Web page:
By Cody Westerlund–
(CBS) As the Bulls’ season has begun trending downward amid a 3-8 stretch, executive vice president of basketball operations John Paxson joined David Schuster on 670 The Score on Christmas morning ahead of the team’s afternoon road game against the Spurs.
Paxson spoke highly of Dwyane Wade’s impact on Jimmy Butler and the organization, discussed the current troubles plaguing the Bulls, what the plan is moving forward and offered an honest critique of Niko Mirotic.
Here’s a sampling of what Paxson had to say on the various topics.
On what he sees as the Bulls’ biggest issues right now:
“We’ve wanted to play with a little more pace, a little quicker. In this day and age, if you’re not advancing the ball quickly and you’re allowing defenses to set up and you’re fighting clock, that becomes an issue. One of the things I see Fred’s talked about is the fact that we get to fourth quarters, and we really stop pushing pace and the ball stops moving. That’s been one thing that’s really, really hurt us.
“The other thing is we’ve really gotten inconsistent play from the guys coming off our bench. Losing Doug (McDermott) for that period of time with a concussion really did hurt us, messed with our rotation a little bit, some of the things we can do. But we’ve just been inconsistent in that area. The one encouraging thing for us, I think, is we’re probably going to get Michael Carter-Williams back this week. You kind of forget he’s even on the roster because we traded for him so late in camp and three games in, he took a fall and hurt himself … He was doing very well for us.”
On the Bulls ranking last in the NBA in 3-point shooting:
“It’s hurt us, there’s no question about it. We’re last in the league in 3-point shooting. We acknowledged that going in, that that would be an issue with us. We did think and still think that Niko, Doug, they have the capability of being 40-percent 3-point shooters. That’s where they need to be. Right now, Niko’s at 30 and Doug’s at 33. Some of that is shot selection, some of that is finding your rhythm and your groove. But it’s obviously frustrating. At the beginning of the year, we knew that was going to be a weakness of ours. It’s something we have to address. We did think we were going to shoot the ball a little bit better than we’re shooting it right now.”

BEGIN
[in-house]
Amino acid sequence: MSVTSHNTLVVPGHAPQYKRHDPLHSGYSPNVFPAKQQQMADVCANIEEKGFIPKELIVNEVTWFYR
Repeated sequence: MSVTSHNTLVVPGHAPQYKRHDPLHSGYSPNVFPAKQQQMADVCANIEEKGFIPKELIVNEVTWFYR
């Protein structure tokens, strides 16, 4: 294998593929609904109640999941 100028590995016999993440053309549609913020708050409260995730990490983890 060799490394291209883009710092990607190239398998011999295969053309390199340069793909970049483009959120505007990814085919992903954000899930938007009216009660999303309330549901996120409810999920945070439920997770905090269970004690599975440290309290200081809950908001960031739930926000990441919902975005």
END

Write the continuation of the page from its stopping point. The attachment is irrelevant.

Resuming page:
On what is the plan for the Bulls moving forward:
“We started it this past offseason, in terms of trying to get younger. You can kind of go back to we road Derrick (Rose’s) injury out for a long time. We had our team built at that point. Derrick’s injury was obviously a huge blow to us. He never really got back to where he was for us.
“We tried to plug holes. In the meantime, you’re drafting in the middle of the pack all the time. You’re good enough to make the playoffs a little bit, but you’re picking between 14, 15 and 22. It’s difficult to get impact players, unless you’re lucky like we were with Jimmy (Butler) years ago. We’re started that portion of it.
“The area we really do need to improve is with our athleticism. That’s been evident this year as well. We’ve got some vets that know how to play, can score, but you know when you look around the league and how the game is now, that’s an area we have to address. That is a part of our plan, and we’ll try to do that obviously through the draft and try to do it through free agency if we can. You always have the trade option, but right now, our roster is what it is.”
On the impact of Dwyane Wade:
“The thing I’ve been most impressed with is he’s just professional in his approach and his attitude. He knows how to prepare himself. At this stage of his career, he knows what he can and can’t do. We’re trying to watch him carefully to make sure he doesn’t break down, but he takes very good care of himself. He’s right around that 30-minute mark a game for us, which is what we had intended for him. He’s been really good for us, and he’s been good for, taking some of the pressure off Jimmy just in terms of having to speak all the time and be the voice. I think that’s helped. They’ve formed a very nice bond together. You see them before games, they have a routine of shooting together and things like that.